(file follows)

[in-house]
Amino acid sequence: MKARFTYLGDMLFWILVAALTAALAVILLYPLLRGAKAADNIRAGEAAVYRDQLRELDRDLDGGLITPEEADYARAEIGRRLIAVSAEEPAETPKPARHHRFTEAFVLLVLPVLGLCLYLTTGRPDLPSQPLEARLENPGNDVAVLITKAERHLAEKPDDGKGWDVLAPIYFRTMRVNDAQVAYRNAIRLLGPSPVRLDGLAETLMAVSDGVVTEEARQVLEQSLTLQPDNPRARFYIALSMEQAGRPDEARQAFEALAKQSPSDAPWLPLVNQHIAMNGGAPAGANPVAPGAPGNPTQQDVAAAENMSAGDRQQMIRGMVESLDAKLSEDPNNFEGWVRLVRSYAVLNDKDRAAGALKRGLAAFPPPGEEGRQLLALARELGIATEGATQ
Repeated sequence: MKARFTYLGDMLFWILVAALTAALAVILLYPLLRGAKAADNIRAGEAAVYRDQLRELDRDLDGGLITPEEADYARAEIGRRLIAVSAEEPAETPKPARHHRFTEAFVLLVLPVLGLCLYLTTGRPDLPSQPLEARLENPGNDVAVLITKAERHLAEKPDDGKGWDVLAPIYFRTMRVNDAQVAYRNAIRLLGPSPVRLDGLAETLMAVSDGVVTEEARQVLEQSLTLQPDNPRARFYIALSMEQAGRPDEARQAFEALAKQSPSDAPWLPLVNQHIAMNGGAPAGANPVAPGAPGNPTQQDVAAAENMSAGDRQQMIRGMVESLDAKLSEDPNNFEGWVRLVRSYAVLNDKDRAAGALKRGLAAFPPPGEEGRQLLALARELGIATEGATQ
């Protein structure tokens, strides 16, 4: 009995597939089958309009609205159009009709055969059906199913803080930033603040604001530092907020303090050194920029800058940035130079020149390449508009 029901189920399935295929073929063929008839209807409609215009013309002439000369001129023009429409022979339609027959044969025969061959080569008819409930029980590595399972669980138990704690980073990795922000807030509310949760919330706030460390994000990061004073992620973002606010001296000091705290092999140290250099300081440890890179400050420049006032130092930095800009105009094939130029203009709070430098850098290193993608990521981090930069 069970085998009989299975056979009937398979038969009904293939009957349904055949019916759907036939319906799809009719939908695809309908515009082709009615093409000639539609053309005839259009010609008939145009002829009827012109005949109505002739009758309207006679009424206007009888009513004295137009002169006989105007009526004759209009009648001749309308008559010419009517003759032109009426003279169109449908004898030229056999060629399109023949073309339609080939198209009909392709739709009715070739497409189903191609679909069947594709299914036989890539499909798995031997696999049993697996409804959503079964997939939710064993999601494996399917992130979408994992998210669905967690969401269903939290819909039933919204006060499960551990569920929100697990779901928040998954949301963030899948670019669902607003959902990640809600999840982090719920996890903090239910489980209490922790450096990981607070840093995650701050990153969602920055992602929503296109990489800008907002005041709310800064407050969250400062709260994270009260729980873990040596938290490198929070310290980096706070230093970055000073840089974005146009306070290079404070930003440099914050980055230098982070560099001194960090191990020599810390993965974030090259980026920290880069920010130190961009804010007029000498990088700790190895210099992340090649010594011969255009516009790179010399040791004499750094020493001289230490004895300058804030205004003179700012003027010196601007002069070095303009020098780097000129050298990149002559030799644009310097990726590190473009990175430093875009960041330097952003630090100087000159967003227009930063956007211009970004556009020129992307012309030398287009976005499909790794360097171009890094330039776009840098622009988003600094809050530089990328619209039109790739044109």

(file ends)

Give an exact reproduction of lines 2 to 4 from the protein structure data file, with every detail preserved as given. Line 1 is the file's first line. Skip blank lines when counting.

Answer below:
Amino acid sequence: MKARFTYLGDMLFWILVAALTAALAVILLYPLLRGAKAADNIRAGEAAVYRDQLRELDRDLDGGLITPEEADYARAEIGRRLIAVSAEEPAETPKPARHHRFTEAFVLLVLPVLGLCLYLTTGRPDLPSQPLEARLENPGNDVAVLITKAERHLAEKPDDGKGWDVLAPIYFRTMRVNDAQVAYRNAIRLLGPSPVRLDGLAETLMAVSDGVVTEEARQVLEQSLTLQPDNPRARFYIALSMEQAGRPDEARQAFEALAKQSPSDAPWLPLVNQHIAMNGGAPAGANPVAPGAPGNPTQQDVAAAENMSAGDRQQMIRGMVESLDAKLSEDPNNFEGWVRLVRSYAVLNDKDRAAGALKRGLAAFPPPGEEGRQLLALARELGIATEGATQ
Repeated sequence: MKARFTYLGDMLFWILVAALTAALAVILLYPLLRGAKAADNIRAGEAAVYRDQLRELDRDLDGGLITPEEADYARAEIGRRLIAVSAEEPAETPKPARHHRFTEAFVLLVLPVLGLCLYLTTGRPDLPSQPLEARLENPGNDVAVLITKAERHLAEKPDDGKGWDVLAPIYFRTMRVNDAQVAYRNAIRLLGPSPVRLDGLAETLMAVSDGVVTEEARQVLEQSLTLQPDNPRARFYIALSMEQAGRPDEARQAFEALAKQSPSDAPWLPLVNQHIAMNGGAPAGANPVAPGAPGNPTQQDVAAAENMSAGDRQQMIRGMVESLDAKLSEDPNNFEGWVRLVRSYAVLNDKDRAAGALKRGLAAFPPPGEEGRQLLALARELGIATEGATQ
């Protein structure tokens, strides 16, 4: 009995597939089958309009609205159009009709055969059906199913803080930033603040604001530092907020303090050194920029800058940035130079020149390449508009 029901189920399935295929073929063929008839209807409609215009013309002439000369001129023009429409022979339609027959044969025969061959080569008819409930029980590595399972669980138990704690980073990795922000807030509310949760919330706030460390994000990061004073992620973002606010001296000091705290092999140290250099300081440890890179400050420049006032130092930095800009105009094939130029203009709070430098850098290193993608990521981090930069 069970085998009989299975056979009937398979038969009904293939009957349904055949019916759907036939319906799809009719939908695809309908515009082709009615093409000639539609053309005839259009010609008939145009002829009827012109005949109505002739009758309207006679009424206007009888009513004295137009002169006989105007009526004759209009009648001749309308008559010419009517003759032109009426003279169109449908004898030229056999060629399109023949073309339609080939198209009909392709739709009715070739497409189903191609679909069947594709299914036989890539499909798995031997696999049993697996409804959503079964997939939710064993999601494996399917992130979408994992998210669905967690969401269903939290819909039933919204006060499960551990569920929100697990779901928040998954949301963030899948670019669902607003959902990640809600999840982090719920996890903090239910489980209490922790450096990981607070840093995650701050990153969602920055992602929503296109990489800008907002005041709310800064407050969250400062709260994270009260729980873990040596938290490198929070310290980096706070230093970055000073840089974005146009306070290079404070930003440099914050980055230098982070560099001194960090191990020599810390993965974030090259980026920290880069920010130190961009804010007029000498990088700790190895210099992340090649010594011969255009516009790179010399040791004499750094020493001289230490004895300058804030205004003179700012003027010196601007002069070095303009020098780097000129050298990149002559030799644009310097990726590190473009990175430093875009960041330097952003630090100087000159967003227009930063956007211009970004556009020129992307012309030398287009976005499909790794360097171009890094330039776009840098622009988003600094809050530089990328619209039109790739044109």